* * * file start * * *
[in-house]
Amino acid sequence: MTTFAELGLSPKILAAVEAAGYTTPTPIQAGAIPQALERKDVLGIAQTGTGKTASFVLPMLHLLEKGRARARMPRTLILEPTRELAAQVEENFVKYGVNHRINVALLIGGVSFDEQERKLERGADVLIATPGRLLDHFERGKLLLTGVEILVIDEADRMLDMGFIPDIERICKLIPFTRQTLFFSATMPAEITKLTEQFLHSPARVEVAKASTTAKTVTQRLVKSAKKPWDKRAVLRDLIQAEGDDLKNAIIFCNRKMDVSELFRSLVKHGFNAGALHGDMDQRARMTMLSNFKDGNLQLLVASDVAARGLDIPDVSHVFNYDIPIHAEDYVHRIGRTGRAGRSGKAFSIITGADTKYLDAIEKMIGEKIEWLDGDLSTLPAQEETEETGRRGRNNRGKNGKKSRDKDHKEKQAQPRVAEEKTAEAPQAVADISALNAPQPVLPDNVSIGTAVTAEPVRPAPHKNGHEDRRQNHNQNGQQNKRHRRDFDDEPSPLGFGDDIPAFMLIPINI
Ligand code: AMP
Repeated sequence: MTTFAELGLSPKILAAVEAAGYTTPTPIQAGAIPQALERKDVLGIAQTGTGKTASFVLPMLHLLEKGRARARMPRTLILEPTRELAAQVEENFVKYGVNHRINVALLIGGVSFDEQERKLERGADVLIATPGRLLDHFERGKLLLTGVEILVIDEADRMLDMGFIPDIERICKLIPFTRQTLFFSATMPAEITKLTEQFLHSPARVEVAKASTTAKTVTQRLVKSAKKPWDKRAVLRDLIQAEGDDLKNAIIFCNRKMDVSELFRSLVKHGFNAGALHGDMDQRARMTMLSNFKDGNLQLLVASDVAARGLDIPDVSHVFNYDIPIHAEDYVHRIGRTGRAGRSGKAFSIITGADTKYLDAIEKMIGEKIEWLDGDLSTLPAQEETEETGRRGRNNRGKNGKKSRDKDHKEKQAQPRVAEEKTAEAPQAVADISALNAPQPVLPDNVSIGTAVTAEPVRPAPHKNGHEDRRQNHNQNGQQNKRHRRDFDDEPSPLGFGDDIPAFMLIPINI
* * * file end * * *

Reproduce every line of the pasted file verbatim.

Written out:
[in-house]
Amino acid sequence: MTTFAELGLSPKILAAVEAAGYTTPTPIQAGAIPQALERKDVLGIAQTGTGKTASFVLPMLHLLEKGRARARMPRTLILEPTRELAAQVEENFVKYGVNHRINVALLIGGVSFDEQERKLERGADVLIATPGRLLDHFERGKLLLTGVEILVIDEADRMLDMGFIPDIERICKLIPFTRQTLFFSATMPAEITKLTEQFLHSPARVEVAKASTTAKTVTQRLVKSAKKPWDKRAVLRDLIQAEGDDLKNAIIFCNRKMDVSELFRSLVKHGFNAGALHGDMDQRARMTMLSNFKDGNLQLLVASDVAARGLDIPDVSHVFNYDIPIHAEDYVHRIGRTGRAGRSGKAFSIITGADTKYLDAIEKMIGEKIEWLDGDLSTLPAQEETEETGRRGRNNRGKNGKKSRDKDHKEKQAQPRVAEEKTAEAPQAVADISALNAPQPVLPDNVSIGTAVTAEPVRPAPHKNGHEDRRQNHNQNGQQNKRHRRDFDDEPSPLGFGDDIPAFMLIPINI
Ligand code: AMP
Repeated sequence: MTTFAELGLSPKILAAVEAAGYTTPTPIQAGAIPQALERKDVLGIAQTGTGKTASFVLPMLHLLEKGRARARMPRTLILEPTRELAAQVEENFVKYGVNHRINVALLIGGVSFDEQERKLERGADVLIATPGRLLDHFERGKLLLTGVEILVIDEADRMLDMGFIPDIERICKLIPFTRQTLFFSATMPAEITKLTEQFLHSPARVEVAKASTTAKTVTQRLVKSAKKPWDKRAVLRDLIQAEGDDLKNAIIFCNRKMDVSELFRSLVKHGFNAGALHGDMDQRARMTMLSNFKDGNLQLLVASDVAARGLDIPDVSHVFNYDIPIHAEDYVHRIGRTGRAGRSGKAFSIITGADTKYLDAIEKMIGEKIEWLDGDLSTLPAQEETEETGRRGRNNRGKNGKKSRDKDHKEKQAQPRVAEEKTAEAPQAVADISALNAPQPVLPDNVSIGTAVTAEPVRPAPHKNGHEDRRQNHNQNGQQNKRHRRDFDDEPSPLGFGDDIPAFMLIPINI